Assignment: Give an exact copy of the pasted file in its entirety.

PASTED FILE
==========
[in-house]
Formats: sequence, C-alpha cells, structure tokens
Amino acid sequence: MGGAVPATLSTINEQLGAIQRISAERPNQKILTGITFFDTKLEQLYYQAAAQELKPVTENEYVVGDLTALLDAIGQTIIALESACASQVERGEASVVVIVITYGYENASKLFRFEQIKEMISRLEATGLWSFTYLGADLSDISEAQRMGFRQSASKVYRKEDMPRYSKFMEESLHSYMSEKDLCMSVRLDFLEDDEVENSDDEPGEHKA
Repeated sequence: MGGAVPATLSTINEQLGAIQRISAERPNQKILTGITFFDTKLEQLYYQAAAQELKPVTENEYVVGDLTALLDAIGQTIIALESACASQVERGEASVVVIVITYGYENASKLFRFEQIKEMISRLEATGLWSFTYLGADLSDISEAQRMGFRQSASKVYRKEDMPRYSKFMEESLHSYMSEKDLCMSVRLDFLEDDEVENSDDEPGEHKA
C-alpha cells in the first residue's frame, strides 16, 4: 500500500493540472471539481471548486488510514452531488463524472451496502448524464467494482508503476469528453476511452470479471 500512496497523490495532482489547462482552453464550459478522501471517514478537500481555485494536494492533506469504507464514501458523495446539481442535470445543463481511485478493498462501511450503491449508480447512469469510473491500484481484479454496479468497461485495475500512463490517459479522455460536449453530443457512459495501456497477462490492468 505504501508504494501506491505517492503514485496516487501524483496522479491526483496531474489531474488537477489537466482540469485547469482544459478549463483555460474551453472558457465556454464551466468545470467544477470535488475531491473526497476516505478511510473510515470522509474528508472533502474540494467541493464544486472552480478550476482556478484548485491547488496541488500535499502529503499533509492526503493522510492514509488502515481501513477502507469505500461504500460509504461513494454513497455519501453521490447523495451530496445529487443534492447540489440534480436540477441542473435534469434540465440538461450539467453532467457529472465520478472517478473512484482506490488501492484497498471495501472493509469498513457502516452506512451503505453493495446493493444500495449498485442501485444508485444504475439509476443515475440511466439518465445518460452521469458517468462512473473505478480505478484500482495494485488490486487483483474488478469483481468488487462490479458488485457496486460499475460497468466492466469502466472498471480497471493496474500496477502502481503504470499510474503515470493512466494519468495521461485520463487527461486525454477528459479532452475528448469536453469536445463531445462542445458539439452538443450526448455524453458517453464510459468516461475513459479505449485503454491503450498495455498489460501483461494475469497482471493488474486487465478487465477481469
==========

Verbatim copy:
[in-house]
Formats: sequence, C-alpha cells, structure tokens
Amino acid sequence: MGGAVPATLSTINEQLGAIQRISAERPNQKILTGITFFDTKLEQLYYQAAAQELKPVTENEYVVGDLTALLDAIGQTIIALESACASQVERGEASVVVIVITYGYENASKLFRFEQIKEMISRLEATGLWSFTYLGADLSDISEAQRMGFRQSASKVYRKEDMPRYSKFMEESLHSYMSEKDLCMSVRLDFLEDDEVENSDDEPGEHKA
Repeated sequence: MGGAVPATLSTINEQLGAIQRISAERPNQKILTGITFFDTKLEQLYYQAAAQELKPVTENEYVVGDLTALLDAIGQTIIALESACASQVERGEASVVVIVITYGYENASKLFRFEQIKEMISRLEATGLWSFTYLGADLSDISEAQRMGFRQSASKVYRKEDMPRYSKFMEESLHSYMSEKDLCMSVRLDFLEDDEVENSDDEPGEHKA
C-alpha cells in the first residue's frame, strides 16, 4: 500500500493540472471539481471548486488510514452531488463524472451496502448524464467494482508503476469528453476511452470479471 500512496497523490495532482489547462482552453464550459478522501471517514478537500481555485494536494492533506469504507464514501458523495446539481442535470445543463481511485478493498462501511450503491449508480447512469469510473491500484481484479454496479468497461485495475500512463490517459479522455460536449453530443457512459495501456497477462490492468 505504501508504494501506491505517492503514485496516487501524483496522479491526483496531474489531474488537477489537466482540469485547469482544459478549463483555460474551453472558457465556454464551466468545470467544477470535488475531491473526497476516505478511510473510515470522509474528508472533502474540494467541493464544486472552480478550476482556478484548485491547488496541488500535499502529503499533509492526503493522510492514509488502515481501513477502507469505500461504500460509504461513494454513497455519501453521490447523495451530496445529487443534492447540489440534480436540477441542473435534469434540465440538461450539467453532467457529472465520478472517478473512484482506490488501492484497498471495501472493509469498513457502516452506512451503505453493495446493493444500495449498485442501485444508485444504475439509476443515475440511466439518465445518460452521469458517468462512473473505478480505478484500482495494485488490486487483483474488478469483481468488487462490479458488485457496486460499475460497468466492466469502466472498471480497471493496474500496477502502481503504470499510474503515470493512466494519468495521461485520463487527461486525454477528459479532452475528448469536453469536445463531445462542445458539439452538443450526448455524453458517453464510459468516461475513459479505449485503454491503450498495455498489460501483461494475469497482471493488474486487465478487465477481469